There are multiple answers to this question. To continue to provide power in the case of utility outage, a solar system must be designed as a bi-modal system, as described in the previous question. Back up power in the case of a grid outage (especially for long periods of time) is a very valid concern. Generators are a good, relatively inexpensive solution. However, fueling that generator for the long term (potentially over the course of weeks or months in the case of a very serious outage) will ultimately be expensive, and perhaps the fuel itself will become hard to come by. There are solar rechargeable generators that are worthy of investigation. Very simply, depending on it’s storage capacity and output, it can be a relatively small unit. These solar rechargeable generators consist of a couple of small solar panels, batteries, a charge controller and an inverter. These units allow the plugging in of standard household items for critical loads such as refrigeration, medical equipment, etc. These systems are “stand alone, charge controlled solar PV systems” and are available on the EBay and Amazon websites, amongst others.
 Does temperature affect solar PV panels?
Yes – solar panels work more efficiently in cooler weather although they are designed to withstand the harshest summer conditions. High (altitude) desert regions are optimal.
 How long will solar panels last?
Quality Tier 1 solar panels such as those from SolarWorld USA will last over 30 years. Panels that are not quality made will fail well before this; a study was conducted by DuPont Labratories which determined that the seal between the frame and the solar cells will fail in cheap solar panels at about year 12; making them much less efficient and reducing their life significantly.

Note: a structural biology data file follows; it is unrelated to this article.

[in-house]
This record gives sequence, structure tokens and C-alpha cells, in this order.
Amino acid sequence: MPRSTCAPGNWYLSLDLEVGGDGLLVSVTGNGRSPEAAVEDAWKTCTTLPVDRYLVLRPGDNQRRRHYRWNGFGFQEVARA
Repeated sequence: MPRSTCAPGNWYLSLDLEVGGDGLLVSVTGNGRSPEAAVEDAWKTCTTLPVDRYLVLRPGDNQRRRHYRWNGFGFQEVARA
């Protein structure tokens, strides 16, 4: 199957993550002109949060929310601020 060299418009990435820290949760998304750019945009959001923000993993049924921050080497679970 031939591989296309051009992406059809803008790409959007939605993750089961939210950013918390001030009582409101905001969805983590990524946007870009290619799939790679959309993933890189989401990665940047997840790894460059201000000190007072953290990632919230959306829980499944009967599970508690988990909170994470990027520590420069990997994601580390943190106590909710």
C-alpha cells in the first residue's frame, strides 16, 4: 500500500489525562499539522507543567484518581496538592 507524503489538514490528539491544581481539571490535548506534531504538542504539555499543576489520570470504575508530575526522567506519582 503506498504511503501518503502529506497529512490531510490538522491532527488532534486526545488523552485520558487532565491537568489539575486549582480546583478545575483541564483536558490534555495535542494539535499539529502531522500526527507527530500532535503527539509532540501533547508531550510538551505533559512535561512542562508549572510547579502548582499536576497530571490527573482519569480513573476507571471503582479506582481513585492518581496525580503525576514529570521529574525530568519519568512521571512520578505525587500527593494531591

What is solar irradience testing?

Irradiance refers to the power of solar radiation per unit area on a surface. Global irradiance on a horizontal surface is comprised of direct irradiance and diffuse irradiance. On a tilted surface, the reflected irradiance from the ground also contributes to the total global irradiance. Generally, solar irradiance is called insolation.

Solar radiation affects many systems in the house and can vary considerably within the same town. On-site, solar irradiance is a particularly useful measurement if there is a photovoltaic (PV) system or solar thermal system installed at the field test location. Also, if space conditioning is a focus of the field test, solar irradiance is an important measurement as solar radiation has a large effect on heating and cooling load requirements, electrical lighting demand (daylighting), and envelope performance.
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 How long does it take to install a system?
It will typically take 3-5 days to fully prepare a site and install the system, depending on size and installation type. On most residential projects the whole project will be complete in 3 days, with building permit sign off from the local municipality on the 4th day.
  Where should the solar PV system be placed?